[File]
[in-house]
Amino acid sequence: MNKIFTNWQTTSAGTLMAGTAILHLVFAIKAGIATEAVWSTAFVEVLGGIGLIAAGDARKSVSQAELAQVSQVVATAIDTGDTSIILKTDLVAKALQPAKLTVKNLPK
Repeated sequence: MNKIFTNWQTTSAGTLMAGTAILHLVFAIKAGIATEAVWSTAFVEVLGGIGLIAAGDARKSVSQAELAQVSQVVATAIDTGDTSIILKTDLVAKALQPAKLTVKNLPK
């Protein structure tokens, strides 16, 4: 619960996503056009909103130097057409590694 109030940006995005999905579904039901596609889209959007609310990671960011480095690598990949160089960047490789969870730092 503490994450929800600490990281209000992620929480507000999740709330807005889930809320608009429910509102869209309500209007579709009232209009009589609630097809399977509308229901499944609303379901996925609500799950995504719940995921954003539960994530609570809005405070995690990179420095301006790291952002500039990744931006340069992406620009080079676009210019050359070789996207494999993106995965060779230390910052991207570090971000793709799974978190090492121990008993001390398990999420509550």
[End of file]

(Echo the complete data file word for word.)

[in-house]
Amino acid sequence: MNKIFTNWQTTSAGTLMAGTAILHLVFAIKAGIATEAVWSTAFVEVLGGIGLIAAGDARKSVSQAELAQVSQVVATAIDTGDTSIILKTDLVAKALQPAKLTVKNLPK
Repeated sequence: MNKIFTNWQTTSAGTLMAGTAILHLVFAIKAGIATEAVWSTAFVEVLGGIGLIAAGDARKSVSQAELAQVSQVVATAIDTGDTSIILKTDLVAKALQPAKLTVKNLPK
């Protein structure tokens, strides 16, 4: 619960996503056009909103130097057409590694 109030940006995005999905579904039901596609889209959007609310990671960011480095690598990949160089960047490789969870730092 503490994450929800600490990281209000992620929480507000999740709330807005889930809320608009429910509102869209309500209007579709009232209009009589609630097809399977509308229901499944609303379901996925609500799950995504719940995921954003539960994530609570809005405070995690990179420095301006790291952002500039990744931006340069992406620009080079676009210019050359070789996207494999993106995965060779230390910052991207570090971000793709799974978190090492121990008993001390398990999420509550």